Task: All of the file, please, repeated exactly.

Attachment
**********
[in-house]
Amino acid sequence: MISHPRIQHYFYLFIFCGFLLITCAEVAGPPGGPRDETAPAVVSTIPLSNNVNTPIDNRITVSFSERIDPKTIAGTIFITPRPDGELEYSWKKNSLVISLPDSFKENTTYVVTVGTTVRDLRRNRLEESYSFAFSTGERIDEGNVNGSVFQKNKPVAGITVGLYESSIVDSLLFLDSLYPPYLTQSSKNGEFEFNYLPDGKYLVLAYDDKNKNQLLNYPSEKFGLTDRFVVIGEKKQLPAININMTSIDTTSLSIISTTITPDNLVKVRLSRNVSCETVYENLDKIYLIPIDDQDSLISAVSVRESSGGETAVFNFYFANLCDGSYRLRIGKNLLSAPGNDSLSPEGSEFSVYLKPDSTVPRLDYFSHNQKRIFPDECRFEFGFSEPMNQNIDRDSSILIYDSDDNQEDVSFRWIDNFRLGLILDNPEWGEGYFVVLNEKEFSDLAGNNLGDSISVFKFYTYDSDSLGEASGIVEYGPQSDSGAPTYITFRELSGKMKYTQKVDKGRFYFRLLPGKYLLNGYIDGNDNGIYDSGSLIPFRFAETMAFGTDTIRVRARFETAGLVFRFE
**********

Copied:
[in-house]
Amino acid sequence: MISHPRIQHYFYLFIFCGFLLITCAEVAGPPGGPRDETAPAVVSTIPLSNNVNTPIDNRITVSFSERIDPKTIAGTIFITPRPDGELEYSWKKNSLVISLPDSFKENTTYVVTVGTTVRDLRRNRLEESYSFAFSTGERIDEGNVNGSVFQKNKPVAGITVGLYESSIVDSLLFLDSLYPPYLTQSSKNGEFEFNYLPDGKYLVLAYDDKNKNQLLNYPSEKFGLTDRFVVIGEKKQLPAININMTSIDTTSLSIISTTITPDNLVKVRLSRNVSCETVYENLDKIYLIPIDDQDSLISAVSVRESSGGETAVFNFYFANLCDGSYRLRIGKNLLSAPGNDSLSPEGSEFSVYLKPDSTVPRLDYFSHNQKRIFPDECRFEFGFSEPMNQNIDRDSSILIYDSDDNQEDVSFRWIDNFRLGLILDNPEWGEGYFVVLNEKEFSDLAGNNLGDSISVFKFYTYDSDSLGEASGIVEYGPQSDSGAPTYITFRELSGKMKYTQKVDKGRFYFRLLPGKYLLNGYIDGNDNGIYDSGSLIPFRFAETMAFGTDTIRVRARFETAGLVFRFE